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Anatomical studies of the development of the eyes and lateral line system and sensory regions of the brain to test the ontogenetic shift hypothesis in the Antarctic fish Pleurogramma antarcticum
Entry ID: K012_1995_1996_NZ_1

Abstract: The notothenioid fish were found to have adapted to the low light conditions of under fast ice and during the Antarctic winter with well developed mechanosensory lateral line system that allows them to feed in low light. During larval development, the same fish are dependent on vision to find food. This led to the hypothesis that a common life history strategy in Antarctic fish will switch from visual to non-visual feeding during development, called the ontogenetic shift hypothesis. A complete development series of Pleurogramma antarcticum was obtained and extensive anatomical studies of the development of the eyes and lateral line system and sensory regions of the brain were studied to test the ontogenetic shift hypothesis.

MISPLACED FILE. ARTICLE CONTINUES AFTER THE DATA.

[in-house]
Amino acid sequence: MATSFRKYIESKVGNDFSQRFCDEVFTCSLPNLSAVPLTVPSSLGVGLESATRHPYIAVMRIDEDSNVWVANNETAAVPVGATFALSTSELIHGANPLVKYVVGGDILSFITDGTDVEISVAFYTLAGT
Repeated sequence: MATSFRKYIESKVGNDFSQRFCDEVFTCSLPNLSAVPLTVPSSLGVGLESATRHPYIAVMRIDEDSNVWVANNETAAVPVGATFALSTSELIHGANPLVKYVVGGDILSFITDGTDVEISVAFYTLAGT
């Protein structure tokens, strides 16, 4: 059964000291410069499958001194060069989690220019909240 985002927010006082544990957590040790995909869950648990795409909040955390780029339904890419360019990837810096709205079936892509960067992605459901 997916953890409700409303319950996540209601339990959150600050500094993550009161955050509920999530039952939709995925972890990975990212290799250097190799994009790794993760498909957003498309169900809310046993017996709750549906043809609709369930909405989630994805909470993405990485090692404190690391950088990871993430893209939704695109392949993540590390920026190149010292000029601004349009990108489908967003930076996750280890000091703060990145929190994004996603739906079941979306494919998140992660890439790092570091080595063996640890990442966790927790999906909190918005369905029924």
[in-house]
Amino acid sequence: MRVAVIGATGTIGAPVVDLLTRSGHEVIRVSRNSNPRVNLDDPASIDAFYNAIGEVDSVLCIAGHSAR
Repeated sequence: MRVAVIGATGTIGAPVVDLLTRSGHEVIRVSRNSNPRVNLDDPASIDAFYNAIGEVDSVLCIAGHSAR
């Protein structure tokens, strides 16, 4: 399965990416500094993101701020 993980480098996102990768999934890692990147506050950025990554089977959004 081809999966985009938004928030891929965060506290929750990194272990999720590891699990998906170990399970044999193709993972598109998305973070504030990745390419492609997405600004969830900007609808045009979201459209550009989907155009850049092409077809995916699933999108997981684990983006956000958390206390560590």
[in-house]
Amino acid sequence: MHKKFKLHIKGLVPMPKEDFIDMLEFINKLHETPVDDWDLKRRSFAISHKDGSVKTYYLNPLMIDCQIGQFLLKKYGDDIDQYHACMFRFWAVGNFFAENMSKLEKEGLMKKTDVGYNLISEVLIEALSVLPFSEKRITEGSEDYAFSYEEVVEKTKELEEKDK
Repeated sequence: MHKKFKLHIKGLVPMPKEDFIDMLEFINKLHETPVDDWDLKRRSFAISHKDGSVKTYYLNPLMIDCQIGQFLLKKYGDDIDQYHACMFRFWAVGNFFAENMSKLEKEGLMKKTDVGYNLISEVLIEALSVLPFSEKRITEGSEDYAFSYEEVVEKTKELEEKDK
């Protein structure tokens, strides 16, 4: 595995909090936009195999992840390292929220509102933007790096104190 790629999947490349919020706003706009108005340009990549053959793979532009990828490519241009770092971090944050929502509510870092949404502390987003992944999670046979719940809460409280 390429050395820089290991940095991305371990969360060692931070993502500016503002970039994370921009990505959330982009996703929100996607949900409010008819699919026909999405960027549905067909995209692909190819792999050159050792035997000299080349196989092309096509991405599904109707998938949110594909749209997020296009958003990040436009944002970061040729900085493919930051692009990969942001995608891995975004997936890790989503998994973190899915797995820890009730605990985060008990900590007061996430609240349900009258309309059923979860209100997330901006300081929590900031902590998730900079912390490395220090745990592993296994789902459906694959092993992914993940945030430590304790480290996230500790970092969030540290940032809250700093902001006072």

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  N: -77.85   S: -77.85   E: 166.75   W: 166.75

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Antarctica New Zealand, New Zealand Antarctic Institute, New Zealand Supplemental Info
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Sutherland, B. The sensory development of the antarctic silverfish Pleurogramma antarcticum. M.Sc., University of Auckland : . 1995.

Montgomery, J.C. Sutherland, K.B.W. Sensory development of the Antarctic silverfish Pleuragramma antarcticum: a test for the ontogenetic shift hypothesis. Polar biology 18(2): 112-115, 1997.
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Creation and Review Dates
DIF Creation Date: 2009-01-08
Last DIF Revision Date: 2017-08-23